Feminism Versus African Traditions: Where Should The Line Be Drawn?
By Priscah Bichage
While the world seems to boast of how progressive it is with opinions, movements and inventions, somewhat, the people within the African continent are yet to open up to certain ideologies and in some cases closed any opportunities that may change or destabilize the status quo as they know it.
But, with feminism taking root in a continent where men and women are still deeply rooted in traditions, where is that thin line between upholding feminism and compromising the African traditions that have so far held the people within a certain way?
Maybe the question should be how relevant these African traditions in a woman’s life are today. Also, what are these traditions that we are talking about? A woman’s position in the society was not a fit across all communities. It varied. In our case, what exactly are we talking about when we ask on relevance of African traditions?
While the majority of people, who condemn, dislike and hate on feminism are men and a few women, with reasons being this movement has created a subtle war between men and women, there are also those who speak against feminism with little or no knowledge about what it is and what it is out to do.
Feminism is a wave of women empowerment. It is a drive geared towards emphasis on women being bold enough to claim for social, economic and academic positions rightfully.
But how do African traditions affect or effect the feminist movement within Kenya?
From a personal experience, my father has allocated me a share of land as inheritance, traditionally; women were not allowed to inherit property. So, is my dad a feminist? My dad believes that all the four of us are his children and who deserve equal share of his property.
A set of ideologies that places women and men at an equal opportunities disposal is surely a good thing. I would say that feminism is impactful, sustainable and profitable at all fronts. We should all be feminists.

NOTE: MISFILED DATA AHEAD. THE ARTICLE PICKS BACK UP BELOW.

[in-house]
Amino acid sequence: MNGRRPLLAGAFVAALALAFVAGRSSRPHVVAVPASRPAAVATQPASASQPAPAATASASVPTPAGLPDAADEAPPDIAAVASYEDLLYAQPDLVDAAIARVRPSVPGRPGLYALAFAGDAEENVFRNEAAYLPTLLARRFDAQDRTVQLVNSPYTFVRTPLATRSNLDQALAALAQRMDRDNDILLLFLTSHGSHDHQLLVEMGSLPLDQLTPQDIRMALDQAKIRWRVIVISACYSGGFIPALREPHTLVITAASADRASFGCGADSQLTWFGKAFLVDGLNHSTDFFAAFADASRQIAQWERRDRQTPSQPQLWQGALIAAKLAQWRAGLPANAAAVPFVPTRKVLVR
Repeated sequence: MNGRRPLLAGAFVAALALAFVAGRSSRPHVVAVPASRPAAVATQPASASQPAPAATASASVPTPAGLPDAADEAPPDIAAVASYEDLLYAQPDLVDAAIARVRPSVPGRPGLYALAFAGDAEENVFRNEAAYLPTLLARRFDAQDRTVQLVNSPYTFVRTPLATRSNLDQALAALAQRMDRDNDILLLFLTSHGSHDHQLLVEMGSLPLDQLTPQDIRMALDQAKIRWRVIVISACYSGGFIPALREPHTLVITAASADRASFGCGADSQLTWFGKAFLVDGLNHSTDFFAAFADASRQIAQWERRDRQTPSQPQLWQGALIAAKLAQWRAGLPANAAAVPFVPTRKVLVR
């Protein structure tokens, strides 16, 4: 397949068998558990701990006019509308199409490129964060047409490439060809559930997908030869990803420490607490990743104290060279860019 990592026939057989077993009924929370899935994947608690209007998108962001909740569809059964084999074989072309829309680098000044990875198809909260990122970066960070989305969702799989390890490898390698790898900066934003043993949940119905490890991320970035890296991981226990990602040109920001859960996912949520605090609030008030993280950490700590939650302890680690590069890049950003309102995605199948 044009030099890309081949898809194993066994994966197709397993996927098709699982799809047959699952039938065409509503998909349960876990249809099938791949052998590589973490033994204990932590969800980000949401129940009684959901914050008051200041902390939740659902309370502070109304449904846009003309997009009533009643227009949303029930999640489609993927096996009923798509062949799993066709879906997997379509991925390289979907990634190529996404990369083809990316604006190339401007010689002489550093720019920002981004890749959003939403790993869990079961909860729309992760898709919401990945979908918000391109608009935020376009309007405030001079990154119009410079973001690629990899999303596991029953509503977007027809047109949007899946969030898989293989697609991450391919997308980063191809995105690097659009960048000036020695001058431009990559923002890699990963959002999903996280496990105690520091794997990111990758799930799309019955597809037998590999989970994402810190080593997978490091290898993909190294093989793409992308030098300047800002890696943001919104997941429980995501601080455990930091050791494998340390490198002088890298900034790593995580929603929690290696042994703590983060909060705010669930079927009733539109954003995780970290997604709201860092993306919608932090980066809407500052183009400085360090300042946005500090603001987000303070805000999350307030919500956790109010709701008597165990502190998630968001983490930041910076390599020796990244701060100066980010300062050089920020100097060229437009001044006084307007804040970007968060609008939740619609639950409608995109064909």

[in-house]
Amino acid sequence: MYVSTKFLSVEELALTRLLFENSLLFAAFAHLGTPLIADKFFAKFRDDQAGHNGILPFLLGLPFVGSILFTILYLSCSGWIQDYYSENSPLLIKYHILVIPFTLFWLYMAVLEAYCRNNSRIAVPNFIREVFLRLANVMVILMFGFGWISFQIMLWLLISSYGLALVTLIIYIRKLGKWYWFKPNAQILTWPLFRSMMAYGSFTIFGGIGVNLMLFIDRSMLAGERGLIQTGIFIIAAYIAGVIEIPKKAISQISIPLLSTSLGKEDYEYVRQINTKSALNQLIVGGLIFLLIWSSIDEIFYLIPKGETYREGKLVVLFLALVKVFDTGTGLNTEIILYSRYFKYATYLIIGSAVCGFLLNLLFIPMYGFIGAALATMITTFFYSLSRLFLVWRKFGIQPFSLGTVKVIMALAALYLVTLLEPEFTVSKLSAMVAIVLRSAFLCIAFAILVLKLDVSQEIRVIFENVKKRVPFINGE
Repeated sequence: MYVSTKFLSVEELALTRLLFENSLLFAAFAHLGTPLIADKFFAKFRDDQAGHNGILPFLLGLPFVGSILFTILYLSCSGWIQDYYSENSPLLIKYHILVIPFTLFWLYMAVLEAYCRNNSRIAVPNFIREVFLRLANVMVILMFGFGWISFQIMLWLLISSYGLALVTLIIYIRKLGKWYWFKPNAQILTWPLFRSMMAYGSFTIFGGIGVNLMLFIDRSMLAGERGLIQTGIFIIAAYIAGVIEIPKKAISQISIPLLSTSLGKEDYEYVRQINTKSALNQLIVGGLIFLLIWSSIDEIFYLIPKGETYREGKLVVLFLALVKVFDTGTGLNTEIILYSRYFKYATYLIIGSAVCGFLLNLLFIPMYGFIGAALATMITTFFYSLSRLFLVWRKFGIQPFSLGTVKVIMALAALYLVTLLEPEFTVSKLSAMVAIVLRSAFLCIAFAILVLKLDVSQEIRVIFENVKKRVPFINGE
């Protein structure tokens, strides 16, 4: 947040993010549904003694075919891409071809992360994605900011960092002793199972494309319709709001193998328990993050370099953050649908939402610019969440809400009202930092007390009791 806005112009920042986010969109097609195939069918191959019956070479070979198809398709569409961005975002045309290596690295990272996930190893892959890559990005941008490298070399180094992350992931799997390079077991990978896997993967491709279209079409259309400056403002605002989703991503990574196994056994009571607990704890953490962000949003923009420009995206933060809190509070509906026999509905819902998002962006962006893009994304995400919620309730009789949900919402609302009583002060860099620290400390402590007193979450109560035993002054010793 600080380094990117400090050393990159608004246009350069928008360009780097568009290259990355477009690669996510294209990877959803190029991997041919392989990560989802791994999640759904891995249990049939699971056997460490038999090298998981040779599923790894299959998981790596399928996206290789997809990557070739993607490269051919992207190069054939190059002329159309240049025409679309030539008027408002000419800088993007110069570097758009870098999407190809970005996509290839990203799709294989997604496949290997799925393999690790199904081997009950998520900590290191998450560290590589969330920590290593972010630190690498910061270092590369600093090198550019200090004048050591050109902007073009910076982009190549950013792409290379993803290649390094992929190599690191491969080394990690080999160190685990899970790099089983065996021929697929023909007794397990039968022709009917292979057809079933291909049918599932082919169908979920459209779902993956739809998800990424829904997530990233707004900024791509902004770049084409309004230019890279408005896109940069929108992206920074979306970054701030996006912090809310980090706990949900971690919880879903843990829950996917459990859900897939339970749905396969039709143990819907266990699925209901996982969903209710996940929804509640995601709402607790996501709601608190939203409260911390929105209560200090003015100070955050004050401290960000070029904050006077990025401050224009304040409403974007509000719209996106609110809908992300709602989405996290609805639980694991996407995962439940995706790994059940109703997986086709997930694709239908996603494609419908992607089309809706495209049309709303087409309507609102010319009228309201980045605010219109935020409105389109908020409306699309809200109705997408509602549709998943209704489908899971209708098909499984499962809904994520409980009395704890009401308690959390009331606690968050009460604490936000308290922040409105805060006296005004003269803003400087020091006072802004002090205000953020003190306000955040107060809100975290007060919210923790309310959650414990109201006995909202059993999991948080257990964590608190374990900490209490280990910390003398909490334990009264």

While African women are still deeply rooted in African traditions even some that in some way enslave women, the role feminism can or should play in liberating African women is still a push and pull as most structures in our society are still patriarchal in nature.
We still have extreme scrutiny when, for example, a woman wants to vie for political elective position. We still have career and jobs that are deemed a preserve of men and most who push through have to work twice as hard, talk and in some cases dress and behave like a man does.
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Whenever a woman takes up the roles, tasks or these jobs, we will have the case singled out and headlined. The idea of feminism is seen as a fight with men, yet the nobility of it is raising women’s voice at the same table with men and being able to be listened to and their opinion acknowledged.
Feminism advocated the rightful bargain of the share, be it in resources or opportunities.
When it comes to marriage, this is really a choice. Traditionally, we still had men and women who chose to be and not to be in marriage and as regards, what a woman should do in a marriage, should be whatever they feel sits well with them.
Looking at the society today, everyone has a social DNA that they subscribe to. I doubt there is a set of roles that is a preserve of women or men, especially in marriage.
It is an agreement between two individuals. I have met so many men who would happily cook for their family and I have met women who hire a chef to prepare them food for the entire week and their men never had any problem with that.
Yet, I have met families where the man cannot set foot in the kitchen yet their marriage still works. I have seen women who break their backs to cook Ugali and Athola for their husbands as breakfast, yet the same husbands found reasons to leave them and or get second wives.
We all know of so many families where women are breadwinners and still the marriages they are in seem to be holding up and doing just fine.
This is a huge debate, depending on how we look and view marriage at an individual level.
Can feminism and African traditions coexist or does one have to overshadow the other? I believe African traditions are vast and unique, but while at it, it is important that we assimilate what works best for any woman to drive a positive voice post tradition.
Coexistence is best if at all we will not have any down-looking on a woman in the society. Culture transition is not a smooth walk.
And as for the people yapping against feminism with no idea of what it entails, all they need to know is that feminism is a voice of reason for any woman who seeks to achieve her maximum potential in life. It is a call to have equity in the society. Feminism is not a fight against the men. It has never been and it will never be.
Prisca Bichage is a guest writer, a researcher an entrepreneur, a mentor and she is a feminist.
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